The Department of Revenue reported Thursday that it took in $1.8 billion in tax collections in February, a haul that surpassed expectations for that month by $293 million but represents less than the state collected in February 2021.
Revenue Commissioner Geoffrey Snyder said the primary reason for the decrease from last February to this one was a drop in withholding tax collections related to timing, as “certain payments that were received in February 2021 were captured in January this year.”
Massachusetts paid out $405 million in income tax cash refunds last month, $188 million less than was projected, which Snyder said was the “main contributor to the above benchmark performance for the month.”
“However, this favorability may be temporary as refund activity will likely increase as the tax season progresses,” he said.
With no estimated payments required from individual or business taxpayers, February is typically the state’s smallest revenue month, accounting for less than 6 percent of the year’s total.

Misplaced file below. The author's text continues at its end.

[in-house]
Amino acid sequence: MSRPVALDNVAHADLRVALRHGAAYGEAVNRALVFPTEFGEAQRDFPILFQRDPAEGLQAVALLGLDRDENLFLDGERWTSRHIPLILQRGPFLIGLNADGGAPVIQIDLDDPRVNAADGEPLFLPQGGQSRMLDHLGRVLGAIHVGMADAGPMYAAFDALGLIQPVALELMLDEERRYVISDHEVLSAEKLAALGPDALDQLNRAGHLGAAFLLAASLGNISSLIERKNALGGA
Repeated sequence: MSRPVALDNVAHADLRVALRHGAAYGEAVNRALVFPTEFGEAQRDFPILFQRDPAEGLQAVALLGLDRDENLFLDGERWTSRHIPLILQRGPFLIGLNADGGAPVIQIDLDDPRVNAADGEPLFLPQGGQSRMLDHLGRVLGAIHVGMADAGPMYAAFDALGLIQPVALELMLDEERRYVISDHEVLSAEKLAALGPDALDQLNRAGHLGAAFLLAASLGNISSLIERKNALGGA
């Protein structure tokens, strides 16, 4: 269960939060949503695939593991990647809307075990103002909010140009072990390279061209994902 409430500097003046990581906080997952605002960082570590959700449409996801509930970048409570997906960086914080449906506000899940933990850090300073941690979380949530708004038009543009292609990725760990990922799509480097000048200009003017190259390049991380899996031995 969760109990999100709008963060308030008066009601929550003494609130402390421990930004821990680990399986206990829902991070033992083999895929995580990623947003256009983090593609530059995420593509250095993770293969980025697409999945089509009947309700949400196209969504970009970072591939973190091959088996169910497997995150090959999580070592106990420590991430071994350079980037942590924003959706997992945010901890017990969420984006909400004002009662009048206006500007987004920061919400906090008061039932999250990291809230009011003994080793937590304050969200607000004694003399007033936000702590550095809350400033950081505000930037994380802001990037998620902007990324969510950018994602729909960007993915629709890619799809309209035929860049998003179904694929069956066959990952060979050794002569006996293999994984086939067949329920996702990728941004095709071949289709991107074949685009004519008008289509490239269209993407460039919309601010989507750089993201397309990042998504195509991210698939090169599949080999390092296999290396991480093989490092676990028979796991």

Through February, fiscal 2022 tax collections have totaled about $23.673 billion, more than $4 billion above the same period in fiscal 2021 and more than $1.7 billion above year-to-date benchmarks.
As it has done in each of the prior two months, the Department of Revenue said February collections are affected by a change in state law affecting taxes for pass-through entities, or businesses that pass all income on to owners and investors.
After adjusting for the pass-through payments, DOR said, February collections are $291 million above projections — and $94 million below February 2021 — and year-to-date collections are $1.083 billion above benchmark. The department cautioned that its February figures “should not be used as predictors for the remainder of the fiscal year,” in part because of the situation with the pass-through payments.
State budget-writers have already raised their revenue expectations for this year by $1.5 billion, to $35.9 billion.